While this partnership is a step forward for both digital distribution and YouTube, don't expect the video line-up to make you drool any time soon. "It's safe to say you won't see those blockbuster theatricals shortly after their release or after their TV window," admitted Mr Packer. MGM plans to start slowly, with no more than 30 to 40 movies up at a time. His sentiment is shared by other studios, who are drawn more to the professional presentation of Hulu.
Up to this point, the relationship between Hollywood and YouTube has been nothing short of icy. The Digital Millennium Copyright Act, which told media companies YouTube was not legally required to remove unauthorized material from the site unless asked specifically to do so by the owner, has provoked animosity from the studios, who believe YouTube should have taken greater measures to remove pirated clips. “A lot of studios have taken the position that they won’t embrace YouTube until everything is perfect and the copyright protection is ironclad,” Mr. Marvis of Lionsgate said.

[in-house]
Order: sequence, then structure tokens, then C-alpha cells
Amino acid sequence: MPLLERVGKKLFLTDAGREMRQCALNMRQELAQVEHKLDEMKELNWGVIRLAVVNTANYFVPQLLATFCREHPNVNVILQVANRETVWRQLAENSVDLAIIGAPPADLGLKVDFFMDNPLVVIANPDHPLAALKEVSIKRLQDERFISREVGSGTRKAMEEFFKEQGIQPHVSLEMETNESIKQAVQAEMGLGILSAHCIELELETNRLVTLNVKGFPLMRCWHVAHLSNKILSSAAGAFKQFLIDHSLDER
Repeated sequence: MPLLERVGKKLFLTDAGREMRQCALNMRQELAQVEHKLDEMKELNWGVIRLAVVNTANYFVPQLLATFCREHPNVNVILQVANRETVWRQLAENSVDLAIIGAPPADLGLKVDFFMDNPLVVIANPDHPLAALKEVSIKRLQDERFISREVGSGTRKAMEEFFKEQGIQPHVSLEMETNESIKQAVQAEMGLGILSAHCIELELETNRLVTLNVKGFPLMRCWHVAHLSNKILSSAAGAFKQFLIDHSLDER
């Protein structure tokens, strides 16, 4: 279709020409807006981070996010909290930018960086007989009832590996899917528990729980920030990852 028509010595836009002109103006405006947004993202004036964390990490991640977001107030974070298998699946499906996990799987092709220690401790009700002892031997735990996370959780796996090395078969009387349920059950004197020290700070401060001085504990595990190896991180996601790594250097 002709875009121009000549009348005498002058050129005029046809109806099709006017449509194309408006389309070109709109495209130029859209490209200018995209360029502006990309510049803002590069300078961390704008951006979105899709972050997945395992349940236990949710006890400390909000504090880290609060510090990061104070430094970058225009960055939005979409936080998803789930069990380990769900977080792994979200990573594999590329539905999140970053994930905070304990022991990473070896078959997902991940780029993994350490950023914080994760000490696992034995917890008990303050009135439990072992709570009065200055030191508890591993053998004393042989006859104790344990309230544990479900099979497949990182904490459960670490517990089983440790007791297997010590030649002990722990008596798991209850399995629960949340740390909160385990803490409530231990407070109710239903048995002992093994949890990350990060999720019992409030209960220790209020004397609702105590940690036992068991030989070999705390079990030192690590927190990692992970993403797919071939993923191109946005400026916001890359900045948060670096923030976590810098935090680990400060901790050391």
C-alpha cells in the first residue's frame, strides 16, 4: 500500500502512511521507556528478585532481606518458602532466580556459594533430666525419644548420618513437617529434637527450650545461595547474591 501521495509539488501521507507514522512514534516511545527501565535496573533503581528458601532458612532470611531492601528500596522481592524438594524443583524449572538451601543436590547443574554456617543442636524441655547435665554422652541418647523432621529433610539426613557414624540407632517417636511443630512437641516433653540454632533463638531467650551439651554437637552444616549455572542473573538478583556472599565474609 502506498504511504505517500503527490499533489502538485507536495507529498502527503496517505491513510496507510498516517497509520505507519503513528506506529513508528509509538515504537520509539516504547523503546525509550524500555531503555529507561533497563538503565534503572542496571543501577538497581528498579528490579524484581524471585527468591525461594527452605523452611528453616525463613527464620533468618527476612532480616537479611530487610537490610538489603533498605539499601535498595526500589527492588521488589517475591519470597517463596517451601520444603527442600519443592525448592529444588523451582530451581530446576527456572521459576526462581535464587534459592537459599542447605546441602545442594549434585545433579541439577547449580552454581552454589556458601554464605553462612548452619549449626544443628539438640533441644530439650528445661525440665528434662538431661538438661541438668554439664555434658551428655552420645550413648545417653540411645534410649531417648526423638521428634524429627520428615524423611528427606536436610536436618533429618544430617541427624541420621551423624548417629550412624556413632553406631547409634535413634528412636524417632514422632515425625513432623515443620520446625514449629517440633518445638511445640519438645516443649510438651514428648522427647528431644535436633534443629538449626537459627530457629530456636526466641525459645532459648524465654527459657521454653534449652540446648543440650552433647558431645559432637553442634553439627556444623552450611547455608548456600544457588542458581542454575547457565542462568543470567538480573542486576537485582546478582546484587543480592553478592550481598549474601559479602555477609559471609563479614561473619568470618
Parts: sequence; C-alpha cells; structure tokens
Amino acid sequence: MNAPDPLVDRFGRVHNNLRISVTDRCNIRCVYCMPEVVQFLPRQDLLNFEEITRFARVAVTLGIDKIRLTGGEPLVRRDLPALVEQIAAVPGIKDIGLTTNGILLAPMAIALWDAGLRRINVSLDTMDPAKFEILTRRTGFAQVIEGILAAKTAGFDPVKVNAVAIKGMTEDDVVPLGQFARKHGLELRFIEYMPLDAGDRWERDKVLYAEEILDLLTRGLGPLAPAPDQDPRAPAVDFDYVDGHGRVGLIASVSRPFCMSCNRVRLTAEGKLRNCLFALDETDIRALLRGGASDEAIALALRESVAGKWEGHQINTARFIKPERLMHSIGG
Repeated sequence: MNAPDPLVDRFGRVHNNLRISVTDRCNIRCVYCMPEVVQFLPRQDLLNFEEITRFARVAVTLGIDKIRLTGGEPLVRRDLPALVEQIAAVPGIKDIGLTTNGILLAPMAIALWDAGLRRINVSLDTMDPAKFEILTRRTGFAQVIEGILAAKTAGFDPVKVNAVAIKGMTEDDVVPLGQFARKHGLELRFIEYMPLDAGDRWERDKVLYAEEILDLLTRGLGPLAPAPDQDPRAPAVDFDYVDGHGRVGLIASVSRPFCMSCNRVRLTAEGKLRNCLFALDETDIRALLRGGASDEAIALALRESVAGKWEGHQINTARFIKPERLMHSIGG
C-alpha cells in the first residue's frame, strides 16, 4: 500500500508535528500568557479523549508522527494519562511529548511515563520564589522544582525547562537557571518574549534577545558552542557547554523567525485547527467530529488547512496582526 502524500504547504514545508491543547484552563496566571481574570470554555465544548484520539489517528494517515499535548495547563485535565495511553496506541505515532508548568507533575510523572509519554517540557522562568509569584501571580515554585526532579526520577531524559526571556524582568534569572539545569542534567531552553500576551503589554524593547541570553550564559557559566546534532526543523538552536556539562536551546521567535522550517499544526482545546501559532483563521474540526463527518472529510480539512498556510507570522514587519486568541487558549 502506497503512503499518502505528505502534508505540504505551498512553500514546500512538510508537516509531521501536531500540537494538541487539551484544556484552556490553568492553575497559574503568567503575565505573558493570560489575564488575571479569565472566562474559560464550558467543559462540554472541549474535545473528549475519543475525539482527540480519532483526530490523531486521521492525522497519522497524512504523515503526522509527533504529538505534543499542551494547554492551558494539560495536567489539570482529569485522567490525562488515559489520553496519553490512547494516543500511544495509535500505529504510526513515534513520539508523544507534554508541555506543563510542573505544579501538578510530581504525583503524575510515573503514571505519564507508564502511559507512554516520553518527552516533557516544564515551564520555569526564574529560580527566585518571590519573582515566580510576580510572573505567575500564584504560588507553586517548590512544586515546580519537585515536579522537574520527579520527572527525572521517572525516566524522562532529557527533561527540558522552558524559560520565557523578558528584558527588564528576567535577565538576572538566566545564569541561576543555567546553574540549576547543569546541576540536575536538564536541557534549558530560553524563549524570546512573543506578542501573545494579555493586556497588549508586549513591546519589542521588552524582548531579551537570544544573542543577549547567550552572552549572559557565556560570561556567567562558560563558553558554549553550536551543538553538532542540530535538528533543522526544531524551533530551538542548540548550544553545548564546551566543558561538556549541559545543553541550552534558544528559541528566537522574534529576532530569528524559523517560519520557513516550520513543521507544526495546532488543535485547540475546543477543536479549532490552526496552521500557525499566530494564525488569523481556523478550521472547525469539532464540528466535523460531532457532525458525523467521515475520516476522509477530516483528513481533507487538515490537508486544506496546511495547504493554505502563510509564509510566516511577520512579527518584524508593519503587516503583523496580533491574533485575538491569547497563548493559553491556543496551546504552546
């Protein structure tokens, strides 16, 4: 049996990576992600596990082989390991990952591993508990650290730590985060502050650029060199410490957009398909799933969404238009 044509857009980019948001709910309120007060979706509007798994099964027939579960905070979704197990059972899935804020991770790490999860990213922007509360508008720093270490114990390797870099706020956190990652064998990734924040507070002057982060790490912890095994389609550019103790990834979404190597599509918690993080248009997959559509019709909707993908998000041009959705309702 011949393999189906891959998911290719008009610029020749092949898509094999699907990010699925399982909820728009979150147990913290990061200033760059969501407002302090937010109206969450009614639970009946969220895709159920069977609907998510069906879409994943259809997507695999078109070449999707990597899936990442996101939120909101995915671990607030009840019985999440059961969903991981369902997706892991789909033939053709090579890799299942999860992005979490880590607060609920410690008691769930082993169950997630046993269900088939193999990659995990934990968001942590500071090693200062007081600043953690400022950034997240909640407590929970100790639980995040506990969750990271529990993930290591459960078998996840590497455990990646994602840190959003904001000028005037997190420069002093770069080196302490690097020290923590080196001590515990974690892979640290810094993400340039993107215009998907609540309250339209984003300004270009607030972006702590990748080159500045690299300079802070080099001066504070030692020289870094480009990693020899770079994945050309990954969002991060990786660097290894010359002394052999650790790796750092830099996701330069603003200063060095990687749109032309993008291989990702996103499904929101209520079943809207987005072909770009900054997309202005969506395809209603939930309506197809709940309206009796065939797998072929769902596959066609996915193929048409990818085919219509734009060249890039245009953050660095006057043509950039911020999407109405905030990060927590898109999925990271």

Now, YouTube hopes to entice these studios back with new features such as VideoID, which spots pirated clips and allows the studios to directly decide whether to take the video down or keep it up and generate advertising revenue from it. The current deal will give the studios 70 percent of the profits from advertising, with the other 30 percent going to YouTube's owner Google. The final obstacle for deals with other studies lies in Google's insistence at particular ad-formatting, along with doubts that the ads will generate enough revenue to make the films profitable.
If all goes well, the MGM channels should be running within the next 18 months.